This case differs in its circumstances, but not in the principles involved, from the Bartlett and American Hominy Co. cases, and the rules which must control its decision have been decided in many cases, with varying circumstances, in other States.
Out of the relation of debtor and creditor existing between banks and their depositors, the law implies the contract on the part of the bank to pay the depositor's checks, to the amount of his deposit, to the persons to whom he orders payment to be made. If the check is made payable to the order of a person named, the duty of the bank is absolute to pay only to the payee or according to his order. No amount of care to avoid error will protect the bank from liability if it pays the check to a wrong person, and it must ascertain and act upon the genuineness of the indorsement at its peril. Jordan-Marsh Co. v. National Shawmut Bank, 201 Mass. 397; Welsh v. German-American Bank, 73 N.Y. 424; Critten v. Chemical Nat. Bank, 171 id. 219; Seaboard Nat. Bank v. Bank of America, 193 id. 26; Armstrong v. Pomeroy Nat. Bank, 46 Ohio St. 512; Jackson v. National Bank of McMinnville, 92 Tenn. 154.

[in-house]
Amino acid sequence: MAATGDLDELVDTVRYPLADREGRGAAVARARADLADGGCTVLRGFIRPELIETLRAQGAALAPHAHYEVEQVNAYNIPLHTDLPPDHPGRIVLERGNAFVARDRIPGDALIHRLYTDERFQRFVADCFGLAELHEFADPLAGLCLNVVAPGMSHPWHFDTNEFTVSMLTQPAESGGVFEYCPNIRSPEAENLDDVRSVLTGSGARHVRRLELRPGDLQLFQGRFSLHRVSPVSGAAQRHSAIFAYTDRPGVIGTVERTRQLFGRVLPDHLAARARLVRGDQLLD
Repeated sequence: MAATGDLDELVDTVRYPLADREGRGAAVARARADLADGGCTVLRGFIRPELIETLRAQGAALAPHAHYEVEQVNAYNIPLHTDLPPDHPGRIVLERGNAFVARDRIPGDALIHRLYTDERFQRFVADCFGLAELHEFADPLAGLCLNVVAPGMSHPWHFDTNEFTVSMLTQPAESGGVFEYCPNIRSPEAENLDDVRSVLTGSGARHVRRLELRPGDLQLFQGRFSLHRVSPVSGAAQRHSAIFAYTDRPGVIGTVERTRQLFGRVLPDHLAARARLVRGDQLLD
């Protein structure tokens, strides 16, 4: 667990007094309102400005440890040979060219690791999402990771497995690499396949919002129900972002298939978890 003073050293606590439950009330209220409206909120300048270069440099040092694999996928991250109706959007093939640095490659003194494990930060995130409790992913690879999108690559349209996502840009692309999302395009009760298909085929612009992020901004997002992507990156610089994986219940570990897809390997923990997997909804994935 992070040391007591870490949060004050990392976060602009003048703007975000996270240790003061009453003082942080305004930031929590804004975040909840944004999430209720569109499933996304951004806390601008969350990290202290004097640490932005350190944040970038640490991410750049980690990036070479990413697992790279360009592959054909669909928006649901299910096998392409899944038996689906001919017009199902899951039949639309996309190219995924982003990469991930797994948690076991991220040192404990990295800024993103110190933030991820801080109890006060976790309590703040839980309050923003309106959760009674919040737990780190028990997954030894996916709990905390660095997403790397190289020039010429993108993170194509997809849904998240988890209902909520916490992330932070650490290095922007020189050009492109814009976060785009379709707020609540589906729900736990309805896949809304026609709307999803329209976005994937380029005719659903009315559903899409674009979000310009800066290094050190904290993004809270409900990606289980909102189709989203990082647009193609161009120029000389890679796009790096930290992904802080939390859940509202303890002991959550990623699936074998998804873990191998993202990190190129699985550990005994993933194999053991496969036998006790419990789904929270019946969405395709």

The negligence of the drawer of a check is immaterial, unless it is such as directly and proximately affects the conduct of the bank in the performance of its duties. ( Jordan-Marsh Co. v. National Shawmut Bank, supra; Shepard Morse Lumber Co. v. Eldridge, 171 Mass. 516; Welsh v. German-American Bank, supra; Shipman v. Bank of the State of New York, 126 N.Y. 318; Los Angeles Investment Co. v. Home Savings Bank, 181 Cal. 680.) A bank can justify a payment on a depositor's account only upon the actual direction of the depositor. The questions arising upon checks between the drawee and the drawer "always relate to what the one has authorized the other to do. They are not questions of negligence or of liability of parties on commercial paper but are those of authority, solely. * * * The question of negligence cannot arise unless the depositor has, in drawing his checks, left blanks unfilled or by some affirmative act of negligence has facilitated the commission of a fraud by those into whose hands the check may come." ( Crawford v. West Side Bank, 100 N.Y. 50.) The payment of a check on a forged indorsement appearing, it becomes incumbent on the bank making the payment to establish affirmatively the drawer's negligence, and it is not the law that the drawer is bound to prepare his check so that nobody can successfully tamper with it. ( Critten v. Chemical Nat. Bank, supra.) Nor does he owe the duty to his banker to employ none but honest clerks who will not steal his checks and commit forgeries by means of them. When he has drawn his check payable to the order of the payee named he owes the drawee no other duty, and the risk of the authenticity of the indorsement on which the drawee pays the check is that of the drawee.